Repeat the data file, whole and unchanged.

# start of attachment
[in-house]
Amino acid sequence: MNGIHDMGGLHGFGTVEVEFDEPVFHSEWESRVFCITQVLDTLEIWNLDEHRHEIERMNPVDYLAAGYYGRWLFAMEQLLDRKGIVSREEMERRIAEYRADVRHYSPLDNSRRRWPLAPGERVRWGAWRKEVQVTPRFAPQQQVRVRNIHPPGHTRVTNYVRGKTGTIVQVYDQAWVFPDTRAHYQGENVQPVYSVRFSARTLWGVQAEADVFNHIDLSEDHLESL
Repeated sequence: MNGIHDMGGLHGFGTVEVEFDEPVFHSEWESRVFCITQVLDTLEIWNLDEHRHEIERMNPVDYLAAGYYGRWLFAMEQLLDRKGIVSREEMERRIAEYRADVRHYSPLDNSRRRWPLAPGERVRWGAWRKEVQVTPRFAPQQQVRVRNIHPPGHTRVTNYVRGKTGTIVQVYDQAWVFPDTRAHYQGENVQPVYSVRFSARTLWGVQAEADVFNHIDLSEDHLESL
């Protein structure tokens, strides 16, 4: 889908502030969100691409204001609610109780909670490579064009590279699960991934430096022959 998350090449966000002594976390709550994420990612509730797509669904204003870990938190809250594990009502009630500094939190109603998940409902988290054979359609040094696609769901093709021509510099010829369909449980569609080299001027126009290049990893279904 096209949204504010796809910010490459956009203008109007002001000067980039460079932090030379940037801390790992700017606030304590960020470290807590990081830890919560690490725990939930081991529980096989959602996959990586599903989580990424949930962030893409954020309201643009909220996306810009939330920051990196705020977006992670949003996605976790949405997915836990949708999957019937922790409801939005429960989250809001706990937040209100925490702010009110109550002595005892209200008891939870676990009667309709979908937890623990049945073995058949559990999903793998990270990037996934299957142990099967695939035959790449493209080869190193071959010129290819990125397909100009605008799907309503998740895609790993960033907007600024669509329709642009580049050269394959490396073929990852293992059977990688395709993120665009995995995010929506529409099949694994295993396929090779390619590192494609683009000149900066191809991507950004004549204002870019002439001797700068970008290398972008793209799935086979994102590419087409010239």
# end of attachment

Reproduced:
[in-house]
Amino acid sequence: MNGIHDMGGLHGFGTVEVEFDEPVFHSEWESRVFCITQVLDTLEIWNLDEHRHEIERMNPVDYLAAGYYGRWLFAMEQLLDRKGIVSREEMERRIAEYRADVRHYSPLDNSRRRWPLAPGERVRWGAWRKEVQVTPRFAPQQQVRVRNIHPPGHTRVTNYVRGKTGTIVQVYDQAWVFPDTRAHYQGENVQPVYSVRFSARTLWGVQAEADVFNHIDLSEDHLESL
Repeated sequence: MNGIHDMGGLHGFGTVEVEFDEPVFHSEWESRVFCITQVLDTLEIWNLDEHRHEIERMNPVDYLAAGYYGRWLFAMEQLLDRKGIVSREEMERRIAEYRADVRHYSPLDNSRRRWPLAPGERVRWGAWRKEVQVTPRFAPQQQVRVRNIHPPGHTRVTNYVRGKTGTIVQVYDQAWVFPDTRAHYQGENVQPVYSVRFSARTLWGVQAEADVFNHIDLSEDHLESL
């Protein structure tokens, strides 16, 4: 889908502030969100691409204001609610109780909670490579064009590279699960991934430096022959 998350090449966000002594976390709550994420990612509730797509669904204003870990938190809250594990009502009630500094939190109603998940409902988290054979359609040094696609769901093709021509510099010829369909449980569609080299001027126009290049990893279904 096209949204504010796809910010490459956009203008109007002001000067980039460079932090030379940037801390790992700017606030304590960020470290807590990081830890919560690490725990939930081991529980096989959602996959990586599903989580990424949930962030893409954020309201643009909220996306810009939330920051990196705020977006992670949003996605976790949405997915836990949708999957019937922790409801939005429960989250809001706990937040209100925490702010009110109550002595005892209200008891939870676990009667309709979908937890623990049945073995058949559990999903793998990270990037996934299957142990099967695939035959790449493209080869190193071959010129290819990125397909100009605008799907309503998740895609790993960033907007600024669509329709642009580049050269394959490396073929990852293992059977990688395709993120665009995995995010929506529409099949694994295993396929090779390619590192494609683009000149900066191809991507950004004549204002870019002439001797700068970008290398972008793209799935086979994102590419087409010239």